Humanistic realism is the reaction against the emphasise on form and style of the old classical literature. It has great regard for the ancient literature but it emphasizes the study of content and ideas in the ancient classical literature to understand one's present social life and environment. The aim is not to study the form and style of old literature to have mastery over it. The study of old literature is a means to understand the practical life. History, Geography, Kautilyas Arthashastra are the subjects and books should be studied for this purpose. Erasmus (1446-1537 ), Rabelais (1483-1553), John Milston (1608-1674) were the supporters of this faculty.

ii) Social Realism in education

 Social Realism in education is the reaction against a type of education that produces scholars and professional men to the neglect of the man of affairs i.e. practice. Education should not produce men who are unfit in social life. The purpose of education, according to social realists, is to prepare the practical man of the world. Michael de Montaigue (1533-1592) was the main supporter of this faculty.

iii) The sense Realism in education

The sense realism in education emphasizes the training of the senses. Senses are the gateways of knowledge and learning takes place the operation of the senses. According to sense-realists nature is the treasure house of all knowledge and this knowledge can be obtained through the training of the senses.
The sense-realists emphasized the three things :
a)      Application of inductive method formulated by Bacon in order to organize and simplify the instructional process.
b)     To replace instruction in Latin by the instruction in Vernacular, and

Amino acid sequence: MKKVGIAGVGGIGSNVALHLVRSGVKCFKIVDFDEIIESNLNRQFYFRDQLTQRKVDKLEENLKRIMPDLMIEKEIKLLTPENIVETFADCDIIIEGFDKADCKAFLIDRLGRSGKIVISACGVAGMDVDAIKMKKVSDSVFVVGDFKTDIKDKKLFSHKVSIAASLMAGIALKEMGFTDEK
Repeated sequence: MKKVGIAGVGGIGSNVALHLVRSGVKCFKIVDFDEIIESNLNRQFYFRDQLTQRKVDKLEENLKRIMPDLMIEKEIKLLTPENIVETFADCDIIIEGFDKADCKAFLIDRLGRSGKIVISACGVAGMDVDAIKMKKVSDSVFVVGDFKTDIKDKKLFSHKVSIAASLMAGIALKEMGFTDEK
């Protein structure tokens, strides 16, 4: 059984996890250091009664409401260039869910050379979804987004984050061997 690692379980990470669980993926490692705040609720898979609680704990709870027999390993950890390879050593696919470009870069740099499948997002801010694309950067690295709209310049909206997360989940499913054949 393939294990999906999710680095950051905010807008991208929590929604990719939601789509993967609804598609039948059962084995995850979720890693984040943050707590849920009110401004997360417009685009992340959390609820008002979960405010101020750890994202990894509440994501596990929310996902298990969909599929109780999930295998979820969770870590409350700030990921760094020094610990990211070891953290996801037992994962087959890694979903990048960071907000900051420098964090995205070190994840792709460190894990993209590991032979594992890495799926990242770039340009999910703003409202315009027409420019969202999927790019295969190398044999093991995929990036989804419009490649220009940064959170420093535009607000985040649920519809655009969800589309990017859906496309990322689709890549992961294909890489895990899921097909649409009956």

c)      To substitute new scientific and social studies in place of the studies in language and literature. Richard Mulcaster (1531-1611), Francis Bacon (1561-1626), Ratke (1571 to 1635) and Comenius  (1592-1670) were the supporters of this faculty.

iv) Neo-Realism in education

Neo-Realism is really a philosophical thought. It appears the methods and results of modern development in physics. They do not consider the scientific principles everlasting while they express the changeability in them. They support the education of art with the science and analytical system of education with the humananistic feelings. They consider living and un living all objective to be organs and the development of organs is the main objective and all round development of the objects is the main characteristic of education. Bertrand Russel and whitehead were the supporters of this faculty.


"Realists do not believe in general and common aims of education. According to them aims are specific to each individual and his perspectives." (Seetharamu, A.S. : philosophies of Education, p.74). And each one has different  perspectives. The aim of education should be to teach truth rather than beauty, to understand the present practical life.
The purpose of education, according to social realists, is to prepare the practical man of the world.
The science realists expressed that the education should be conducted on universal basis. Greater stress should be laid upon the observation of nature and the education of science.
Neo-realists aim at developing all round development of the objects with the development of their organs.

Realism in Education:

For the realist, the world is as it is, and the job of schools would be to teach students about the world. Goodness, for the realist, would be found in the laws of nature and the order of the physical world. Truth would be the simple correspondences of observation. The Realist believes in a world of Things or Beings (metaphysics) and in truth as an Observable Fact. Furthermore, ethics is the law of nature or Natural Law and aesthetics is the reflection of Nature.